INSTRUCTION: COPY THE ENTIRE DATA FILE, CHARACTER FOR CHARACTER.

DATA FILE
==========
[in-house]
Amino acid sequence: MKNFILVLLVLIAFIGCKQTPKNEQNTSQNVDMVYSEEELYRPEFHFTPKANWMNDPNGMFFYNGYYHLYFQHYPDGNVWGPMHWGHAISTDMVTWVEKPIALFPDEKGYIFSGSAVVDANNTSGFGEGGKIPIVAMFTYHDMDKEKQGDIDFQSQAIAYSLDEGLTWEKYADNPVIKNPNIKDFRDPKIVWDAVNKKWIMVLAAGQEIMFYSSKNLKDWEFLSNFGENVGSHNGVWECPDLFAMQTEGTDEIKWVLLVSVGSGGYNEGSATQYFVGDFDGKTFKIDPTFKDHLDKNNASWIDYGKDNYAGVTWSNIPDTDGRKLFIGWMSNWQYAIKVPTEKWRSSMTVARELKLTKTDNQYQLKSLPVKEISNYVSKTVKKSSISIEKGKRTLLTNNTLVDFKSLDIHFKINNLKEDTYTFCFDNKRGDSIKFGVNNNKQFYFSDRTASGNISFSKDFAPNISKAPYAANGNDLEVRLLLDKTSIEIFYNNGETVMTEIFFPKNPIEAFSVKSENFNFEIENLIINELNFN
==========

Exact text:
[in-house]
Amino acid sequence: MKNFILVLLVLIAFIGCKQTPKNEQNTSQNVDMVYSEEELYRPEFHFTPKANWMNDPNGMFFYNGYYHLYFQHYPDGNVWGPMHWGHAISTDMVTWVEKPIALFPDEKGYIFSGSAVVDANNTSGFGEGGKIPIVAMFTYHDMDKEKQGDIDFQSQAIAYSLDEGLTWEKYADNPVIKNPNIKDFRDPKIVWDAVNKKWIMVLAAGQEIMFYSSKNLKDWEFLSNFGENVGSHNGVWECPDLFAMQTEGTDEIKWVLLVSVGSGGYNEGSATQYFVGDFDGKTFKIDPTFKDHLDKNNASWIDYGKDNYAGVTWSNIPDTDGRKLFIGWMSNWQYAIKVPTEKWRSSMTVARELKLTKTDNQYQLKSLPVKEISNYVSKTVKKSSISIEKGKRTLLTNNTLVDFKSLDIHFKINNLKEDTYTFCFDNKRGDSIKFGVNNNKQFYFSDRTASGNISFSKDFAPNISKAPYAANGNDLEVRLLLDKTSIEIFYNNGETVMTEIFFPKNPIEAFSVKSENFNFEIENLIINELNFN